The United Empire Loyalists of Canada - Bicentennial Branch (Southwestern Ontario)
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Branch President Margie Luffman introduced our guest speaker, James Mays, who gave a most interesting talk about Simon Girty, thought to be one of the most influential Loyalists of our area. Mr. Mays presented two sides to the story of Simon Girty.

Simon Girty was born in 1741 near Harrisburg, Pennsylvania. In 1756 his family was captured by a French-led Native War party in Pennsylvania. Simon was adopted by the Seneca Indians, living with them for eight years, then was repatriated in 1764. During the time he spent with the Seneca, Simon grew to appreciate the Indian culture.

Dissatisfied with American treatment of Native peoples, Girty fled to Detroit in 1778 and was employed by the British Indian Department as a negotiator, scout and military leader. Because of his influence with the Indians Girty was able to aid in the release of a number of captives during his lifetime. In the summer of 1784 he married Catherine Malott who had been living for several years as a captive of the Delaware tribe in Ohio. Catherine had the reputation of being the most beautiful woman in Detroit.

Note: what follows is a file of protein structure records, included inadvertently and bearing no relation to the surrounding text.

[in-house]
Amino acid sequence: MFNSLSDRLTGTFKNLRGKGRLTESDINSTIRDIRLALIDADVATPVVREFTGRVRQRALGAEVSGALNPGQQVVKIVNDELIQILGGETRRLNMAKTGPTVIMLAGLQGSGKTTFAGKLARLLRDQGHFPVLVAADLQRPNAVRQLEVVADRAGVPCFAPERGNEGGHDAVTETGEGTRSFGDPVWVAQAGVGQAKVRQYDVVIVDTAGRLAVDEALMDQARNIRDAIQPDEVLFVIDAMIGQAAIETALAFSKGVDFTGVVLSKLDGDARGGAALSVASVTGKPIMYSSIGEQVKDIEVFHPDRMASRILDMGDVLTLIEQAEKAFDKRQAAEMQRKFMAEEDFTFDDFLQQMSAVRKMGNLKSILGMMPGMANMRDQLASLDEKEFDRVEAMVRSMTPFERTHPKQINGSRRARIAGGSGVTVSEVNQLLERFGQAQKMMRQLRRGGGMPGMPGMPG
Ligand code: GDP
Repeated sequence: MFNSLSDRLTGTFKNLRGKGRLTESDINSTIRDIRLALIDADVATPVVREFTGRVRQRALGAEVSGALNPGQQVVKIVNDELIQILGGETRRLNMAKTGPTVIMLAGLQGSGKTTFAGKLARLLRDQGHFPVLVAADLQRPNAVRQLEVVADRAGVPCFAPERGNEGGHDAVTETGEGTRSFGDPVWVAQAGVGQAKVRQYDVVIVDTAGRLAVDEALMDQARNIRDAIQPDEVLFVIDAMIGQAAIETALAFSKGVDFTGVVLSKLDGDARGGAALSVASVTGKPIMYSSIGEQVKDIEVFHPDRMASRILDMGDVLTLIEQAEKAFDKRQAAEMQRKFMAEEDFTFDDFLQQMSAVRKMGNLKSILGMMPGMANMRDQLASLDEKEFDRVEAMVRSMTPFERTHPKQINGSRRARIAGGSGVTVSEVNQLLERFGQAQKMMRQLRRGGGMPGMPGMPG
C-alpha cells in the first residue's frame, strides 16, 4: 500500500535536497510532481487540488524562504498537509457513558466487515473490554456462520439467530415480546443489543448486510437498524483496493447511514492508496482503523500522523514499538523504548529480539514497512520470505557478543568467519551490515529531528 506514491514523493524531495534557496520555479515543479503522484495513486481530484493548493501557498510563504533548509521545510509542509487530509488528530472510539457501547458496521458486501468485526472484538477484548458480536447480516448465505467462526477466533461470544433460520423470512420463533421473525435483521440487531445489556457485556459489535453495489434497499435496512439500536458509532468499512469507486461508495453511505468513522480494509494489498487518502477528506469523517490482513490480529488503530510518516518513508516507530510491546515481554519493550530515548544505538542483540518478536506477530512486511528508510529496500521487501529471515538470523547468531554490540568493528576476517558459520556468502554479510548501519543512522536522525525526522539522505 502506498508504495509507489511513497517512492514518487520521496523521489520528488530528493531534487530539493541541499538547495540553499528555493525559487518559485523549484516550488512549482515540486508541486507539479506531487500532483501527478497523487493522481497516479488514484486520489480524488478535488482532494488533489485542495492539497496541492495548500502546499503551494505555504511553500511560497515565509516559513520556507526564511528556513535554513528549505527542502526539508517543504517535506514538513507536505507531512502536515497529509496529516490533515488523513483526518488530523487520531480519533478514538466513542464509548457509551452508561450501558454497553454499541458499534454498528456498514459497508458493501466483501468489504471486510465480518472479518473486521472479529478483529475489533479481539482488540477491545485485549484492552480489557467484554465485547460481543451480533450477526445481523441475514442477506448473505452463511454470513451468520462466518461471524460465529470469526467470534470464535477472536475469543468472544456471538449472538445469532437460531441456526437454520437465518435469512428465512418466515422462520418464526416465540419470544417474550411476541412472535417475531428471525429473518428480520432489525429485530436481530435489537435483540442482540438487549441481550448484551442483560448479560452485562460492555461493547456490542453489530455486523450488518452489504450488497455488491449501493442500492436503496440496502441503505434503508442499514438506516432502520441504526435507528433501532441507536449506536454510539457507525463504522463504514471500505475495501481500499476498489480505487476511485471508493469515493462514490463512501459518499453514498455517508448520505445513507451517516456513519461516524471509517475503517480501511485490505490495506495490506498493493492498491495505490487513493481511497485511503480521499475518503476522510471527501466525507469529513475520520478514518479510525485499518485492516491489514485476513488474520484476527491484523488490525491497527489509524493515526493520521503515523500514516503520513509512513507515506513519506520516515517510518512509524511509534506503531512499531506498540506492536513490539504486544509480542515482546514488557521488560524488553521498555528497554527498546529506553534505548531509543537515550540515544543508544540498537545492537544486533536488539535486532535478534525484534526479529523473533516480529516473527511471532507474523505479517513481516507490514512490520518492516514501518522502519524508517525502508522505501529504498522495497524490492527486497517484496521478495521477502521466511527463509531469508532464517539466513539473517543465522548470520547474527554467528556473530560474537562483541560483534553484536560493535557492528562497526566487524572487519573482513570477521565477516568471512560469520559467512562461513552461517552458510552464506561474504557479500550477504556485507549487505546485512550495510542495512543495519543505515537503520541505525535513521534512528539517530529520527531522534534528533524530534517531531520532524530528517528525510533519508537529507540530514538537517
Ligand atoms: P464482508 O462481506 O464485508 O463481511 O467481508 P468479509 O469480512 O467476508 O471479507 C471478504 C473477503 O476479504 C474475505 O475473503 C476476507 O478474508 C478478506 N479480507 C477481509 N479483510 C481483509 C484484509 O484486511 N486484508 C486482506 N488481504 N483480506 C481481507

Following his marriage, Simon Girty settled near Amherstburg and for ten years continued to lead or encourage western Indians in their warfare with the Americans. Girty was exiled in 1812 when the Americans took control of Amherstburg but continued to reside there until his death. Described as "one of the most colourful and controversial settlers in the New Settlement," Girty died in 1818 and was buried on his homestead with military honours.

Mr. Mays explained that there were many stories both true and embellished of the life of Simon Girty. He left it up to us to decide which stories were believable. We were pleased to welcome Loyalist descendants of Simon Girty who joined us for this meeting.

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